6 new cranes will let port stack more containers, speed handling

Global positioning, computer to be used to locate cargo boxes

May 15, 2002|By Paul Adams | Paul Adams,SUN STAFF

The port of Baltimore took delivery yesterday of six new gantry cranes that will allow longshoremen to stack cargo containers in a smaller space and retrieve them in less time with the help of a sophisticated computer system and satellite technology.

Proponents say the giant mobile cranes, which cost $1.2 million each, will boost storage capacity at the state-owned Seagirt Marine Terminal and help Baltimore compete with other major East Coast ports, which are increasingly moving toward automated cargo-handling systems.

The crane system also could reduce the time trucks wait at the terminal to load cargo destined for East Coast customers. Most consumer goods that arrive from overseas are packed in steel containers.

"You really need to stay current with the technology that's out there, and these are really state-of-the-art," said Brian Miller, operations manager for Maryland International Terminals, the stevedoring arm of the Maryland Port Administration.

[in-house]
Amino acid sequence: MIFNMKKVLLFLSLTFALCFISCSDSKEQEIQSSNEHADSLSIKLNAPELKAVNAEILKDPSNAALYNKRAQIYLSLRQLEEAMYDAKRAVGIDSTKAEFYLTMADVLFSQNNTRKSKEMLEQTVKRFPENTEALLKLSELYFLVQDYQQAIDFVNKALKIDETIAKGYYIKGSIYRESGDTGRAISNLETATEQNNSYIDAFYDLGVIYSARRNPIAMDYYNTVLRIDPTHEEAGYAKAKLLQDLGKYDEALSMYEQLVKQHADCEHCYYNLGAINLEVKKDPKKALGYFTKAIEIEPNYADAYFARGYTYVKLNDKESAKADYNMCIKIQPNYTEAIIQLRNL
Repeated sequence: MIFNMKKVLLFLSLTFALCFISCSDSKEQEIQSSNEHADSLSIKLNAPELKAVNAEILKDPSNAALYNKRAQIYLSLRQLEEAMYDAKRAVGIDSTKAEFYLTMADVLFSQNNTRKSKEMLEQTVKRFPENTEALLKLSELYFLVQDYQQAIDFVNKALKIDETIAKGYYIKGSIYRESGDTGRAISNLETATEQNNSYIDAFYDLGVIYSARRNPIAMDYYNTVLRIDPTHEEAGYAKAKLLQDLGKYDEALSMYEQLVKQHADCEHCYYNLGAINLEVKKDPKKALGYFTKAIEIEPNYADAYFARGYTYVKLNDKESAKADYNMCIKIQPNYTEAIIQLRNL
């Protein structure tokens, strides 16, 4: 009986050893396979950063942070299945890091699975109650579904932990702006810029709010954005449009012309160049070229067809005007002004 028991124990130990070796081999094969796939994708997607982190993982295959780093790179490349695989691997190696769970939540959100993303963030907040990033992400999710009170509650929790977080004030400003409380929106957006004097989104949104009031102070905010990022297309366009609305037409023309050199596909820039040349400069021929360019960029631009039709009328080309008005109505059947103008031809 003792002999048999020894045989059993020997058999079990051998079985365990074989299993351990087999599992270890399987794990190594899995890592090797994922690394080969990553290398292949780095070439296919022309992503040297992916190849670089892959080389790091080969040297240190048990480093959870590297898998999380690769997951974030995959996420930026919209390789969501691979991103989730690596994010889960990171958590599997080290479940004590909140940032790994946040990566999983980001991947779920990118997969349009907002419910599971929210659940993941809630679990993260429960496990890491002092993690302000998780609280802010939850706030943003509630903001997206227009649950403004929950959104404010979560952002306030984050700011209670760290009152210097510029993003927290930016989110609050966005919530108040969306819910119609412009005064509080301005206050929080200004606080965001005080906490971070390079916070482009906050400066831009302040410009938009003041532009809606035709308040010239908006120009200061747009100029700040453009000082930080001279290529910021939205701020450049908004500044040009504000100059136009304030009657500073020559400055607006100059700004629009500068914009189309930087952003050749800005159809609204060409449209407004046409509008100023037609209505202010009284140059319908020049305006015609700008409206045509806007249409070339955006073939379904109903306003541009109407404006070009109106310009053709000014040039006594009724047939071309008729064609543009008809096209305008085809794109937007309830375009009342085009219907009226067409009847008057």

Shuffling the hundreds of thousands of containers that arrive in Baltimore annually is a daily chore for longshoremen. The job is now done with top loaders driven by longshoremen, who navigate rows of containers stacked two high and two abreast throughout the Seagirt terminal. Top loaders are similar to large forklifts.

The new gantry cranes are 70 feet high and 80 feet wide, making it possible to stack 20-foot-long cargo containers four high and six abreast. The result is more space for cargo.

Storing and retrieving containers will be as simple as telling a computer what to look for. The tire-mounted cranes, which can handle two containers at a time, are guided by a global positioning system and are designed to automatically find cargo among the stacks of containers. Each time a container is moved, sensors aboard the crane alert a central computer system of the new location.

The 125-ton cranes were manufactured by KCI Konecranes of Finland and delivered to Baltimore by ship. The equipment was paid for with money from the state's transportation trust fund.

Containers account for about 70 percent of the cargo that flows through state-owned terminals. The business declined slightly last year as a result of a recession that affected most ports.

Last year, Baltimore's port handled 493,135 20-foot equivalent units, a standard measure of containerized cargo trade. That was down nearly 3 percent from the 2000 total of 508,320 units.

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